I wanted to kick him square in the arse but I said, 'Or not. Your choice.' And smiled. I think he hated me just a little more. Whatever!

What's wrong with saying something nice to someone? Sincere or not it still beats a sharp stick in the eye, no?

I actually found it amusing and wasn't about to let his bad mood get to me. But should I cool the 'have a nice day'? I never even thought about it until I read Fancy's post.

Monday, May 9, 2011

The Hunt is Over!

We have a new flat! Twice the size of the one we're in, close to Cate's school, not far from this flat and in a gorgeous building. I'm so, so relieved that we're moving, and even more relieved that I don't have to look anymore. I saw 23 flats all together. We're being vetted this week, and I'm fairly sure we'll be fine, can't imagine why we wouldn't be, and then we'll move next month. I cannot, cannot wait.
The lounge at the new place
I'm so delighted to have a large lounge, with a fireplace (doesn't work, but it has a lovely mantle), a nice bay window, high ceilings (12 feet), no steps to go up and down (with a stroller it's been rough at this place), a WALK-IN closet with a window too, loads of storage, an eat in kitchen and the best part - the second bedroom is large enough for both kids and all their stuff. Fen and I will finally have our own bedroom again - no little baby snoring through the night (okay, I may miss that a little).

There are a few downsides - it's only two bedrooms, and one bathroom - which is a little dated. The oven looks to be circa 1979 but I've requested a new one and the building is old which means loads of charm, but it's well...old. Not enough to put me off - I'm delighted.

It's funny, just over a year ago I was so thrilled to move in here. After the rotten time we had, this place was a godsend. But it was a snap decision and I didn't really consider much before I just moved us in to get us out of the first place.But after we moved in and realized just how much stuff we had the walls started to close in on us. And there were issues like being in a fish bowl - too many of the neighbors kids liked to come and bang on our windows and call for Cate. And the fact that we've all been sick with one thing or another since we moved in. And I never got that herb garden in my kitchen window as there was no sill. Well, there's a sill in the new place - fingers crossed I finally get it.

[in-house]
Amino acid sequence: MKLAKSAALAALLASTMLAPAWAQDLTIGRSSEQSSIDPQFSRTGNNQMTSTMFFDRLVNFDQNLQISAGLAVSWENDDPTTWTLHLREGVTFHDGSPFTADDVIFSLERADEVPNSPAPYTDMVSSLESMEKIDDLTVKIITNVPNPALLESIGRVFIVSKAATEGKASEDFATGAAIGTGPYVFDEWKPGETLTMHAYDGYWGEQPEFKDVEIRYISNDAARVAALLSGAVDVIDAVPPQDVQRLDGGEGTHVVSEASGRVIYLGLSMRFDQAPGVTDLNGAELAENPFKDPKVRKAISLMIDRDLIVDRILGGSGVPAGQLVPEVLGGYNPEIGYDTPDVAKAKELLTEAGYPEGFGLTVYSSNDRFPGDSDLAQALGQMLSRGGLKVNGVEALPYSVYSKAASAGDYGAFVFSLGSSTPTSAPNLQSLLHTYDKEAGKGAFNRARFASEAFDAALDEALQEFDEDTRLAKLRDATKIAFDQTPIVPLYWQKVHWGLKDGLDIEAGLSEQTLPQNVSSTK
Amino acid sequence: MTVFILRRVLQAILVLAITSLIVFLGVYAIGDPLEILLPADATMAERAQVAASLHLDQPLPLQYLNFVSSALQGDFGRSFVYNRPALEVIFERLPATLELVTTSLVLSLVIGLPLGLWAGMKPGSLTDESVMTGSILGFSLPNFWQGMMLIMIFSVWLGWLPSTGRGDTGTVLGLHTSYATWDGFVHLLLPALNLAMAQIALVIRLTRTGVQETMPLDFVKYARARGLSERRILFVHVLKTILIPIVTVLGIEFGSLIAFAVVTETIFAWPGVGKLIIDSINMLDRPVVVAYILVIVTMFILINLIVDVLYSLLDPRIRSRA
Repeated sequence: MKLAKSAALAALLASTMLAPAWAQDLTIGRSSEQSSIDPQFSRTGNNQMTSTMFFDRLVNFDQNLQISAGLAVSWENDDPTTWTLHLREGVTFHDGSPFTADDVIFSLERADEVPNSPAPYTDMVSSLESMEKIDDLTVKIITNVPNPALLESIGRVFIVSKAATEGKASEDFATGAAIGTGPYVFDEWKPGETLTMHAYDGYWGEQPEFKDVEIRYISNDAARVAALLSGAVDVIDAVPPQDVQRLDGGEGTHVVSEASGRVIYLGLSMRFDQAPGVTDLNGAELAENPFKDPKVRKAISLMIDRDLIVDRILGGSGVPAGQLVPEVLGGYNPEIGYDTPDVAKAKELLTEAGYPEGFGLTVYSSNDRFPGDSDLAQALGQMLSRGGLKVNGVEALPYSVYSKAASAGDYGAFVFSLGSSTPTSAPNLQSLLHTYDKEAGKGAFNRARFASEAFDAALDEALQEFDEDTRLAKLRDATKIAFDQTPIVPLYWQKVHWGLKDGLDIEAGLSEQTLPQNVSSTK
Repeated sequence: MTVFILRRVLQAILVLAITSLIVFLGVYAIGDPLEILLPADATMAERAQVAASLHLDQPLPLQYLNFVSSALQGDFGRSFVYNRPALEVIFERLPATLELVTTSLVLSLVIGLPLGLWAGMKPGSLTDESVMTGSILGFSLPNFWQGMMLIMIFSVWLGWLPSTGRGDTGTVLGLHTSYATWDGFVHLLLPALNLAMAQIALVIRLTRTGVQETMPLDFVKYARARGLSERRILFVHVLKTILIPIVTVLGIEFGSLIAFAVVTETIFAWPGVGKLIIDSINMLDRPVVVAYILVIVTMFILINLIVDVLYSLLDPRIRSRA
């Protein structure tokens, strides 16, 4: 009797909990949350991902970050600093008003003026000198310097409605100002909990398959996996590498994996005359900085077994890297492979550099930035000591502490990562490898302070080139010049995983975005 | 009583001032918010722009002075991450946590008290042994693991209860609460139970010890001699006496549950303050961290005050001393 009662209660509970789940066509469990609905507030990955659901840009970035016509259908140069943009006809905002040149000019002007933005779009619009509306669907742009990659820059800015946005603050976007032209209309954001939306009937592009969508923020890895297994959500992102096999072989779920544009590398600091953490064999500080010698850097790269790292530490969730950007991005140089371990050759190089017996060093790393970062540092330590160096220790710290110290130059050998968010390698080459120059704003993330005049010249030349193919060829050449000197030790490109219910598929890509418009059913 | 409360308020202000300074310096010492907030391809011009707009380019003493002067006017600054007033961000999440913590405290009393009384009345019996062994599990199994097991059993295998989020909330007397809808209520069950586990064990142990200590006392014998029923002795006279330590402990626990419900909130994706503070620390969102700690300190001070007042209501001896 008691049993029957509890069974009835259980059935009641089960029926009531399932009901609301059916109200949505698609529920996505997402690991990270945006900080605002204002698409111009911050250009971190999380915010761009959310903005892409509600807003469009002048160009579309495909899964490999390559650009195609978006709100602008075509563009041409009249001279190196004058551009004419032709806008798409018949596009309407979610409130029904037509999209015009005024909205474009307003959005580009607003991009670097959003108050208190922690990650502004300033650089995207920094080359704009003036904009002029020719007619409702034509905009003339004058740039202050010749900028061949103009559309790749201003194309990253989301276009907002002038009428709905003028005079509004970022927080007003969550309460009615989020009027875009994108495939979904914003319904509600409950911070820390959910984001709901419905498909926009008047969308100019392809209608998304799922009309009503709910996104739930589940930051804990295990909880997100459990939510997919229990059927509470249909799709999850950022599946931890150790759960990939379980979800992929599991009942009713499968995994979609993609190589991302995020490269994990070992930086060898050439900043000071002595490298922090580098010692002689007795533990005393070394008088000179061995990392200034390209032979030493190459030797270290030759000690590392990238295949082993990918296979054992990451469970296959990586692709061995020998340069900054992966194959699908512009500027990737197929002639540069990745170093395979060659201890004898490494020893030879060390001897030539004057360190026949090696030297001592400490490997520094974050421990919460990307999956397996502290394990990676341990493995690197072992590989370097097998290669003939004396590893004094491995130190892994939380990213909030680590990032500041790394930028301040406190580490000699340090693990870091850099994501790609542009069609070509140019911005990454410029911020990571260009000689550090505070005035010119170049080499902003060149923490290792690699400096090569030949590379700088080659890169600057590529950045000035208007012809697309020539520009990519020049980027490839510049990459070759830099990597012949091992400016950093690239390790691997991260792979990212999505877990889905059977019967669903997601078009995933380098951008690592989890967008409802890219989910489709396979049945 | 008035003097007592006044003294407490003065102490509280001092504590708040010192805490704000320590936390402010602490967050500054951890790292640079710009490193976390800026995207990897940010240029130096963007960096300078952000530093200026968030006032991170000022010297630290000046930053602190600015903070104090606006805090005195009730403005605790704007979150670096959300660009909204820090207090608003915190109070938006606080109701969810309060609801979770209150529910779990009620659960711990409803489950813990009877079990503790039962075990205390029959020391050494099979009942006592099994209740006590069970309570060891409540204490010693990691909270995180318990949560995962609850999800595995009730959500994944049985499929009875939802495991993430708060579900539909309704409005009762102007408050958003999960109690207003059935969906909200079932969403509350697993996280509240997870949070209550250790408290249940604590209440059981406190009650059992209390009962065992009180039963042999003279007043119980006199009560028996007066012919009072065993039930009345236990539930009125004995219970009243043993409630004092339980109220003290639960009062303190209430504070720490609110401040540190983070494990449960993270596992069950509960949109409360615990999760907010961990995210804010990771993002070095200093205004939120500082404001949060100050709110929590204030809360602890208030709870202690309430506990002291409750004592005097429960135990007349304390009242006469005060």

Here's the irony - we got rid of all of our stuff - gave it to charity, chairs, tables, bed, dresser drawers, etc. because we didn't have the room. The new place is unfurnished. Heavy sigh. First stop: Ikea.

Friday, May 6, 2011

X's Babyroyale luxury blankie

A few weeks ago Hello Baby sent me one of their bamboo-cotton blankets to try. X already had a blanket that he loved and I wasn't sure if he'd go for it. But once I covered him with it one night in his cot, he cuddled up to it and it was love.

When he came out the next morning carrying the blanket, Cate took one look and wanted it too! There was a tug-o-war for a little while over who would claim it as their own and I thought Cate was going to be the winner for a while there, but X managed to keep it to himself. It was actually cute, as soon one of them would put it down, the other would snatch it up and snuggle it. But X is the victor and it's his friend now.

I can't say as I blame him. It's so beautifully soft and surprisingly sturdy. It is a woven texture made from 70% bamboo/30% organic cotton - it's like a heavenly cloud. It's technically a receiving blanket so it's the perfect size for my little man to carry around with him. And he carries it everywhere.

Babyroyale is a small Hertfordshire based company that was formed to create a range of premium and ethically sourced baby products that have a focus on material performance and suitability to infant skin. It is reasonably priced and comes in three colours. This is the first product in their range and all I can say is 'bravo'. I love anything organic, ecologically friendly and good for my kids. X doesn't have a clue about any of that but here's how he feels about it:

It's a key part of his playing and Peppa Pig watching. he even carries it to the dinner table! If he loves it, hey, that's all I need to know!

It's available from Babyroyale directly or the online nursery shop at Hello Baby.  Hello Baby also sells a wide range of other baby and nursery stuff including Baby Toys, nursery furniture, travel and safety products.